Predator experience homogenizes consistent individual differences in predator avoidance
- First Online:
- Cite this article as:
- Sommer-Trembo, C., Zimmer, C., Jourdan, J. et al. J Ethol (2016) 34: 155. doi:10.1007/s10164-016-0460-1
In the presence of predators, many prey species exhibit immediate behavioral responses like the avoidance of risky areas, which imposes opportunity costs, for instance, in the form of reduced foraging. Thus, prey species should be able to discriminate between different predator types and adjust their response to the imminent predation risk. In our current study, we evaluated the relative importance of innate versus learned components of predator recognition and avoidance in the guppy (Poecilia reticulata). We used a feral guppy population occurring in Germany and compared avoidance reactions of each focal individual towards both coevolved piscine predators from their original distribution range and novel, presently co-occurring predator species. Wild-caught, predator-experienced as well as laboratory-reared, predator-naïve individuals showed strong avoidance responses towards all predator animations. Avoidance was stronger in small-bodied than in large-bodied individuals in both cohorts; however, this effect was significant only in predator-naïve fish. Moreover, wild-caught individuals showed a significantly higher within-individual variance (across the six predator species) along with a lower among-individual variance in predator avoidance, which resulted in a lower behavioral repeatability in this cohort. Our results suggest that consistent individual differences in risk-taking behavior (also referred to as the personality trait ‘boldness’) are modified by predator exposure and learning about predators.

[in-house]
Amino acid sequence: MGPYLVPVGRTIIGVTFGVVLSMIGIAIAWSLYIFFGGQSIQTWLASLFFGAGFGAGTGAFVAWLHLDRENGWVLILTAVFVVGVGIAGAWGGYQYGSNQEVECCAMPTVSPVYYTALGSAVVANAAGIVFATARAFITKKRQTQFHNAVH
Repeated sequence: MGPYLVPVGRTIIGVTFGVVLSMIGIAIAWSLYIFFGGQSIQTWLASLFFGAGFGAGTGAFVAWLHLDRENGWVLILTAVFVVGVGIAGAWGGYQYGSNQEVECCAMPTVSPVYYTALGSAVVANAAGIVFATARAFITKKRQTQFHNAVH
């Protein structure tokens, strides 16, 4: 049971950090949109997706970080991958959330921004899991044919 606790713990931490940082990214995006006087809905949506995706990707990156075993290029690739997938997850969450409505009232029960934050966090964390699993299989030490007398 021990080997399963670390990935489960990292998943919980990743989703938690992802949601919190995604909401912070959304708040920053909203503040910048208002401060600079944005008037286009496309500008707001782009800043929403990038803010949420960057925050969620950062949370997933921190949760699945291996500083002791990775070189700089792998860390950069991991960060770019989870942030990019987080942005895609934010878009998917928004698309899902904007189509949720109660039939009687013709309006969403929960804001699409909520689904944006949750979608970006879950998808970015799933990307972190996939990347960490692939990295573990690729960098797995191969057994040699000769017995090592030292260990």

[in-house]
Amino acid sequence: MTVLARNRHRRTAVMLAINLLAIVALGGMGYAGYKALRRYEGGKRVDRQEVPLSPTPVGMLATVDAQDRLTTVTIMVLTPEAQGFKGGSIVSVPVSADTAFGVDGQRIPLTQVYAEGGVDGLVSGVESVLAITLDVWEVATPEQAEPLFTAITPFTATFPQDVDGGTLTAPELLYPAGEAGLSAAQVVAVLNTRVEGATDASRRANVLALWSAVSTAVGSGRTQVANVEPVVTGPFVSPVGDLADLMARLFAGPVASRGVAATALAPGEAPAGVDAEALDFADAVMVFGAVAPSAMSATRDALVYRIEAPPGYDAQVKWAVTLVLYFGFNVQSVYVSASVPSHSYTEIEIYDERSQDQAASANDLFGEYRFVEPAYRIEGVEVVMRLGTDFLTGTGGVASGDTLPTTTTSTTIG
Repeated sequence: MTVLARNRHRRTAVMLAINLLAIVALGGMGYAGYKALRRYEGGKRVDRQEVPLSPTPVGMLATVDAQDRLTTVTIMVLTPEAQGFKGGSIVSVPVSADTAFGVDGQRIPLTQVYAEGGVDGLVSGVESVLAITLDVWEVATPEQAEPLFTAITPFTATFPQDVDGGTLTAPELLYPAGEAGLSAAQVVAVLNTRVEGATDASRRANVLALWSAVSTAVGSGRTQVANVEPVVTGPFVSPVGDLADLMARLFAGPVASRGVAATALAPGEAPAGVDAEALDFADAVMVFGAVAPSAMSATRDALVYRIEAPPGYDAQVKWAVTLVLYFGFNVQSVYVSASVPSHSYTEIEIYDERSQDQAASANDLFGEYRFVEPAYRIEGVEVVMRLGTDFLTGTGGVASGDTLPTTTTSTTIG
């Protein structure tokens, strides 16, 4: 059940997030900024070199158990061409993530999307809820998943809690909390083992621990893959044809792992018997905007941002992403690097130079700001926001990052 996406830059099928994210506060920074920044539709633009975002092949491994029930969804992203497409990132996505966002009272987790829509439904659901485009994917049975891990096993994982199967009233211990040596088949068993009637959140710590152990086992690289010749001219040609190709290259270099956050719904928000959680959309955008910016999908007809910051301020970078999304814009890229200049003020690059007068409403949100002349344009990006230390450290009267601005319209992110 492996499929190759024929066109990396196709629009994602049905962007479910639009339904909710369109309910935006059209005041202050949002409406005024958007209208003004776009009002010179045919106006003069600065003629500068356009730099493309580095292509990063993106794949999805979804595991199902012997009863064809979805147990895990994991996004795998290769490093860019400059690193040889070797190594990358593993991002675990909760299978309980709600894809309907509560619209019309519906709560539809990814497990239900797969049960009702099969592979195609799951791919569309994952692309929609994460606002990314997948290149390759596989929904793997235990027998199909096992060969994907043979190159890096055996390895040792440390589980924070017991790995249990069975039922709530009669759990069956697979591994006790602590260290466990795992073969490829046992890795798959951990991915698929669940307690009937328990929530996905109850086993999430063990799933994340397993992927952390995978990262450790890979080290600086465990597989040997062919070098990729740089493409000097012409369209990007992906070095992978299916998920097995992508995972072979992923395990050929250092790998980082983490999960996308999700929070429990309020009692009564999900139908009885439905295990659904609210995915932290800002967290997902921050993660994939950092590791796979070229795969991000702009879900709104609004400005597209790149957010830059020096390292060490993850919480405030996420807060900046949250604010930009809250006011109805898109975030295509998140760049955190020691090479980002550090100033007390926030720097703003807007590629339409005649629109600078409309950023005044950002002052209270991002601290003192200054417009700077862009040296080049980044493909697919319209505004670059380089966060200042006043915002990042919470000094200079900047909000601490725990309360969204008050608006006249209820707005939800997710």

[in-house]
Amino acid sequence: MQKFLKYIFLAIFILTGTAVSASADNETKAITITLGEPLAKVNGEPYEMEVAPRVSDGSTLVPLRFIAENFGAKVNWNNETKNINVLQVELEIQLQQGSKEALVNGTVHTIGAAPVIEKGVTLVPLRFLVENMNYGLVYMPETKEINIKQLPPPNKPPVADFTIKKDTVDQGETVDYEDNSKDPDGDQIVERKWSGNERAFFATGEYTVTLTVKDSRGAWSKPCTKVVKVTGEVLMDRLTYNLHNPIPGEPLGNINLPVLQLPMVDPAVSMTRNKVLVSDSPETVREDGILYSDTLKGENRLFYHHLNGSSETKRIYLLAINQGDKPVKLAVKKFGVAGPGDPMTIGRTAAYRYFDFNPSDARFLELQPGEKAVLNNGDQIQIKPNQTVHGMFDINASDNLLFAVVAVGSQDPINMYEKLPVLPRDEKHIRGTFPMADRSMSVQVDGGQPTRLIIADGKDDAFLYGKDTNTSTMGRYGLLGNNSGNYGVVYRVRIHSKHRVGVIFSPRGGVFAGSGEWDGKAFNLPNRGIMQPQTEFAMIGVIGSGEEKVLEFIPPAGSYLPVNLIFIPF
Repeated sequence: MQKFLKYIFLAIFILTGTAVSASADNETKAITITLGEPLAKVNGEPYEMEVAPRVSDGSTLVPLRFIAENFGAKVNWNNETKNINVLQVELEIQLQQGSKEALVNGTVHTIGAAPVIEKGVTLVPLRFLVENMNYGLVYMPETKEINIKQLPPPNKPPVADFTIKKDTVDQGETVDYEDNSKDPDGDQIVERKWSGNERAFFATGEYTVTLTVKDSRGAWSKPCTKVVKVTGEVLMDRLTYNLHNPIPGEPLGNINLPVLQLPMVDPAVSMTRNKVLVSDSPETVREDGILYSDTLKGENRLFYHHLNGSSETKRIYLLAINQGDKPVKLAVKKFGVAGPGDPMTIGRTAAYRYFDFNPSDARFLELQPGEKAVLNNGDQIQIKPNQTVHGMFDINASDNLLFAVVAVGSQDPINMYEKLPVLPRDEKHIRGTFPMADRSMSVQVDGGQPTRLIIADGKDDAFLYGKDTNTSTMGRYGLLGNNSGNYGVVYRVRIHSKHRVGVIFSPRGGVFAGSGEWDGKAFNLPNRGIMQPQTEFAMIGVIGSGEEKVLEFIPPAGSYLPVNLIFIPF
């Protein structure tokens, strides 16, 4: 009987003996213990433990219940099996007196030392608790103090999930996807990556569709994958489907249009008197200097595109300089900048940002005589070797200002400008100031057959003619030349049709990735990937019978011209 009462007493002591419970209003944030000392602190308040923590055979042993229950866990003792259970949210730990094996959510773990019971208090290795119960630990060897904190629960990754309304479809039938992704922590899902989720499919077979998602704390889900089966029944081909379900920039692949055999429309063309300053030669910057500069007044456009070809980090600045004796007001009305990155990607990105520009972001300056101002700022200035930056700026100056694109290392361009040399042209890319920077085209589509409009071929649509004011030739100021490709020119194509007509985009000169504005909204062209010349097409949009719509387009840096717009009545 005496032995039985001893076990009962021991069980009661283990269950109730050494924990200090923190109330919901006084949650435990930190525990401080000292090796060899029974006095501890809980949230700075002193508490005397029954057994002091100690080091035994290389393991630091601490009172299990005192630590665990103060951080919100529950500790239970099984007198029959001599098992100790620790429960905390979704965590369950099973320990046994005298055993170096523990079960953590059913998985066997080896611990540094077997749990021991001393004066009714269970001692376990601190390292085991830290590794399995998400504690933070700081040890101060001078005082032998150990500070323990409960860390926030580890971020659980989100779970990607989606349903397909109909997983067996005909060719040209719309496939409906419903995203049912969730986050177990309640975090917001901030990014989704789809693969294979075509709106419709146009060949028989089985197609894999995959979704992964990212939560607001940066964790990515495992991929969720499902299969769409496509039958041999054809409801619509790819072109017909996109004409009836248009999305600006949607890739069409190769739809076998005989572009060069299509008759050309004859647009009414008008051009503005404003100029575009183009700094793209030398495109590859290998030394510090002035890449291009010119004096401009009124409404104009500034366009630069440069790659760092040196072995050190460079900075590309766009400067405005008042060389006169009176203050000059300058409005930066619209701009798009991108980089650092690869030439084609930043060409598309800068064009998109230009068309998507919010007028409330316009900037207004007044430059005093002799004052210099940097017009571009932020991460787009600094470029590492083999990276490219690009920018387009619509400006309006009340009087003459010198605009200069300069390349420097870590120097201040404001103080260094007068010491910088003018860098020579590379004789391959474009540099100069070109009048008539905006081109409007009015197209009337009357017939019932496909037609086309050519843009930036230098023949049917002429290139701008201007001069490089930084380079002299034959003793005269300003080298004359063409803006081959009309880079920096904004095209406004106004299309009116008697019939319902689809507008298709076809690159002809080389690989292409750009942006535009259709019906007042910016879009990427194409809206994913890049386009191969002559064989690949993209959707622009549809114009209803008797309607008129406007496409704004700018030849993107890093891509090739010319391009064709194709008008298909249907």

KeywordsRisk-taking behavior Predator recognition Learning Animal personality Poecilia reticulata Computer animation
|Funder Name||Grant Number||Funding Note|
|Gesellschaft für Ichthyologie|